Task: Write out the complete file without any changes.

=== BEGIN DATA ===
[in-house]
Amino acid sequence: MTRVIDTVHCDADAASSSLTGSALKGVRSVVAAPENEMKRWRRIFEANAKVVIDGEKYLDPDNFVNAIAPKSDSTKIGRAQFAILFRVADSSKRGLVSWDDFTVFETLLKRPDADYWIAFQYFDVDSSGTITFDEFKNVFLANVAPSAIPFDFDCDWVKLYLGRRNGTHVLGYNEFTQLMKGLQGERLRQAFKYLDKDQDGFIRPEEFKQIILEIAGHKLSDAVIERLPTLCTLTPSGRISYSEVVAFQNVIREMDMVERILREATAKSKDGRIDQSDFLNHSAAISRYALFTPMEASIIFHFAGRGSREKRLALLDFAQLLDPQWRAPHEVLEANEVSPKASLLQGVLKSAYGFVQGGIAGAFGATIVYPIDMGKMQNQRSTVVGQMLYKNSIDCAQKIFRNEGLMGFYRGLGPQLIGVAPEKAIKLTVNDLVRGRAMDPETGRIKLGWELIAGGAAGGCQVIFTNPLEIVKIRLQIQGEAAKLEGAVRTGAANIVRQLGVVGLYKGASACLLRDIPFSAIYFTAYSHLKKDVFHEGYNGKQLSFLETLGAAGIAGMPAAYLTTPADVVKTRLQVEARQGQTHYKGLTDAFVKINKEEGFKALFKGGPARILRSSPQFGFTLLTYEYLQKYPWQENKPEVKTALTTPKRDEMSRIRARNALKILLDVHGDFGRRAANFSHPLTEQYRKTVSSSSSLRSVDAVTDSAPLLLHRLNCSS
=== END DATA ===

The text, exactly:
[in-house]
Amino acid sequence: MTRVIDTVHCDADAASSSLTGSALKGVRSVVAAPENEMKRWRRIFEANAKVVIDGEKYLDPDNFVNAIAPKSDSTKIGRAQFAILFRVADSSKRGLVSWDDFTVFETLLKRPDADYWIAFQYFDVDSSGTITFDEFKNVFLANVAPSAIPFDFDCDWVKLYLGRRNGTHVLGYNEFTQLMKGLQGERLRQAFKYLDKDQDGFIRPEEFKQIILEIAGHKLSDAVIERLPTLCTLTPSGRISYSEVVAFQNVIREMDMVERILREATAKSKDGRIDQSDFLNHSAAISRYALFTPMEASIIFHFAGRGSREKRLALLDFAQLLDPQWRAPHEVLEANEVSPKASLLQGVLKSAYGFVQGGIAGAFGATIVYPIDMGKMQNQRSTVVGQMLYKNSIDCAQKIFRNEGLMGFYRGLGPQLIGVAPEKAIKLTVNDLVRGRAMDPETGRIKLGWELIAGGAAGGCQVIFTNPLEIVKIRLQIQGEAAKLEGAVRTGAANIVRQLGVVGLYKGASACLLRDIPFSAIYFTAYSHLKKDVFHEGYNGKQLSFLETLGAAGIAGMPAAYLTTPADVVKTRLQVEARQGQTHYKGLTDAFVKINKEEGFKALFKGGPARILRSSPQFGFTLLTYEYLQKYPWQENKPEVKTALTTPKRDEMSRIRARNALKILLDVHGDFGRRAANFSHPLTEQYRKTVSSSSSLRSVDAVTDSAPLLLHRLNCSS